Team Foundation Server over a VPN

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I connect to the central Teamprise TFS instance over a VPN connection to the head office in Champaign, IL.  It is a direct distance of nearly 4,000 miles - but probably much longer depending what route my packets take - on a good day typical ping times for me are ~150ms, but bandwidth is also a major issue.  On my current ADSL line (that is booked in for upgrade before the end of the month) I get 140 kbs upstream and about 400 kbs downstream - on a good day.  On a bad day, it can be much worse.  Last year someone decided to start shooting at bits of fibre optic cable in Ohio and that really messed up my day.

In many ways, the fact that Teamprise has a couple of the core development team working remotely over the VPN is good for Teamprise the product because we certainly complain if we encounter any performance issues during dogfooding - issues that the folks in the office with a gigabit connection to the TFS server might not feel as strong about :-)

TFS mostly works great for me over my VPN connection.  The TFS team did a lot of work to optimise TFS traffic for WAN environments, such as use of standard web based protocols for transport, the heavy use of compression, minimization of the SOAP payload, keeping connections cached and not to forget things like inventing the TFS Proxy Server - you can certainly tell that TFS was designed with this type of environment in mind.  (I'm sure it helps that the majority of the TFS team are based in Raleigh, NC while their dogfood TFS instance is based in Redmond, WA ;-) ).   The only times where I have issues are on the rare occasion when Windows File Shares are used or the client needs to query Active Directory information.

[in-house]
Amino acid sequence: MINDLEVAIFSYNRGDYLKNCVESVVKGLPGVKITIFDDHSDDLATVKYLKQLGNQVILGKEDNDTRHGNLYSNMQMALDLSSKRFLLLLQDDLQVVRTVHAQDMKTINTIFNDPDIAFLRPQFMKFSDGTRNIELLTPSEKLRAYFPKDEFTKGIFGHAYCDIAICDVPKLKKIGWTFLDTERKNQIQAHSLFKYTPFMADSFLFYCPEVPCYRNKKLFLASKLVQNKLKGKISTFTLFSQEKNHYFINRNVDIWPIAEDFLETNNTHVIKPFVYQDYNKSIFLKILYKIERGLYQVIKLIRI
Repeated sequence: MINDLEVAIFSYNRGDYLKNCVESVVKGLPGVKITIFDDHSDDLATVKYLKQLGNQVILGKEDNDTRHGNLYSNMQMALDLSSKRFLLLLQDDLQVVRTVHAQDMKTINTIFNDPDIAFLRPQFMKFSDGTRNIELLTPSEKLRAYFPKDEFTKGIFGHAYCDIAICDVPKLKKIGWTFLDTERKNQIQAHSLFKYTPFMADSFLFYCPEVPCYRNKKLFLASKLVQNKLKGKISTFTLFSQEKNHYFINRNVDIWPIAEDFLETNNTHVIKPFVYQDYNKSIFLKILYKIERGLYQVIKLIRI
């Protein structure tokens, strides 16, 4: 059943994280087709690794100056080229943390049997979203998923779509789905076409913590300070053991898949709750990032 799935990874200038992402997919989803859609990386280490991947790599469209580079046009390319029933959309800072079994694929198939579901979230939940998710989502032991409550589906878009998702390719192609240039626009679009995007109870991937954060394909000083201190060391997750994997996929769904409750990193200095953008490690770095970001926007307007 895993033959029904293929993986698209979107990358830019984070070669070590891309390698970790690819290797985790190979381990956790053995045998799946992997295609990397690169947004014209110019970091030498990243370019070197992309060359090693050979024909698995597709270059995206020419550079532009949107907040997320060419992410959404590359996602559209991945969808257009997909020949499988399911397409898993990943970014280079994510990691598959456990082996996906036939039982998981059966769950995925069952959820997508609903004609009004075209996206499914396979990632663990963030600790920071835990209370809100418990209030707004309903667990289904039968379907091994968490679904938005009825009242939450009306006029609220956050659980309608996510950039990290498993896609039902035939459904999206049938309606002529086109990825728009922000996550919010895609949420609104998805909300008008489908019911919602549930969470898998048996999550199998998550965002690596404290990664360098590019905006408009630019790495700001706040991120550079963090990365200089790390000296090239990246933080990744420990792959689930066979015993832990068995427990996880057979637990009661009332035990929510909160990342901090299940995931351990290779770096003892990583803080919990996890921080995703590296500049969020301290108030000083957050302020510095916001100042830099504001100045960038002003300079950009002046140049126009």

Obviously - Windows file shares are an issue for Teamprise in general (with around 50% of the team using non-Windows systems as their primary machine).  But most modern operating systems can talk to CIFS based file systems pretty well.  The issue for me is that Windows file shares suck over a high-latency, low bandwidth connection.  This was one of the reasons VSS performed so badly over a WAN.  Thankfully there are only a couple of main areas in Team System and TFS where Windows file sharing is currently used:-

  1. Publishing of test results from the client
  2. Accessing the TFS build drop location (and most annoyingly, the build log file).

Note, it because of these types of issues (and the Active Directory releated ones) that I always recommend people connecting into TFS remotely use a VPN if they want access to the full functionality.  While the Windows file sharing bits may perform really badly - at least they will work over a VPN.  Try getting file sharing to work securely between firewalls if TFS is exposed on the internet and a VPN is not used...

In a follow up post, I'm going to be talking about how to modify your builds to make them easier to work with over a WAN / VPN.  Despite these minor niggles (which don't come up very often), if you are considering using TFS for use over a VPN or Wide Area Network then I would certainly recommend it.

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